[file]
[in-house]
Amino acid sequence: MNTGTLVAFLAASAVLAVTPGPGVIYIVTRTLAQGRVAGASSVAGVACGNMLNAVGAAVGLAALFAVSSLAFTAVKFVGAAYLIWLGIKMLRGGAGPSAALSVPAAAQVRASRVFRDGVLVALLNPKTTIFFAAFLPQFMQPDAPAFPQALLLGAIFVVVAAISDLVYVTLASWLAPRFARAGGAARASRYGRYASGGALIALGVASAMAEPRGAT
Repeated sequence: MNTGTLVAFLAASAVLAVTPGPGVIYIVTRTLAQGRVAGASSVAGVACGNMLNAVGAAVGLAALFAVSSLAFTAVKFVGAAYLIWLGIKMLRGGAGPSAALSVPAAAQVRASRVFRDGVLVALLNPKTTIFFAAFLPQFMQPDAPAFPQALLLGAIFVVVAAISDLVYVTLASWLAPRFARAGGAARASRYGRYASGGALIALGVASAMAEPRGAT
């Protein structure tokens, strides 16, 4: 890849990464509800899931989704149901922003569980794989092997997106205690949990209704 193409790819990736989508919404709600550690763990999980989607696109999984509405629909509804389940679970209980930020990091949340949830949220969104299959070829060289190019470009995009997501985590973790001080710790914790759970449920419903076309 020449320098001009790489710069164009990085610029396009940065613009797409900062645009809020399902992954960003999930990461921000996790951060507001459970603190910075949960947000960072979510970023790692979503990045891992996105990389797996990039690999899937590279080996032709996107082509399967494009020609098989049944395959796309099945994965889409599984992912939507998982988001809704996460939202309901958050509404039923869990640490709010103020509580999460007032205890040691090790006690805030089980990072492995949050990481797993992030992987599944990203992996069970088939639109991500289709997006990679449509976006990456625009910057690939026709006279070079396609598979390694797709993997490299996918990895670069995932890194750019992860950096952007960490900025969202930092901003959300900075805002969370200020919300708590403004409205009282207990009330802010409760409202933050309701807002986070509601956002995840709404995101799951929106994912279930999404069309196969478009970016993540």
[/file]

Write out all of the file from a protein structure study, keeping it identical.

[in-house]
Amino acid sequence: MNTGTLVAFLAASAVLAVTPGPGVIYIVTRTLAQGRVAGASSVAGVACGNMLNAVGAAVGLAALFAVSSLAFTAVKFVGAAYLIWLGIKMLRGGAGPSAALSVPAAAQVRASRVFRDGVLVALLNPKTTIFFAAFLPQFMQPDAPAFPQALLLGAIFVVVAAISDLVYVTLASWLAPRFARAGGAARASRYGRYASGGALIALGVASAMAEPRGAT
Repeated sequence: MNTGTLVAFLAASAVLAVTPGPGVIYIVTRTLAQGRVAGASSVAGVACGNMLNAVGAAVGLAALFAVSSLAFTAVKFVGAAYLIWLGIKMLRGGAGPSAALSVPAAAQVRASRVFRDGVLVALLNPKTTIFFAAFLPQFMQPDAPAFPQALLLGAIFVVVAAISDLVYVTLASWLAPRFARAGGAARASRYGRYASGGALIALGVASAMAEPRGAT
């Protein structure tokens, strides 16, 4: 890849990464509800899931989704149901922003569980794989092997997106205690949990209704 193409790819990736989508919404709600550690763990999980989607696109999984509405629909509804389940679970209980930020990091949340949830949220969104299959070829060289190019470009995009997501985590973790001080710790914790759970449920419903076309 020449320098001009790489710069164009990085610029396009940065613009797409900062645009809020399902992954960003999930990461921000996790951060507001459970603190910075949960947000960072979510970023790692979503990045891992996105990389797996990039690999899937590279080996032709996107082509399967494009020609098989049944395959796309099945994965889409599984992912939507998982988001809704996460939202309901958050509404039923869990640490709010103020509580999460007032205890040691090790006690805030089980990072492995949050990481797993992030992987599944990203992996069970088939639109991500289709997006990679449509976006990456625009910057690939026709006279070079396609598979390694797709993997490299996918990895670069995932890194750019992860950096952007960490900025969202930092901003959300900075805002969370200020919300708590403004409205009282207990009330802010409760409202933050309701807002986070509601956002995840709404995101799951929106994912279930999404069309196969478009970016993540």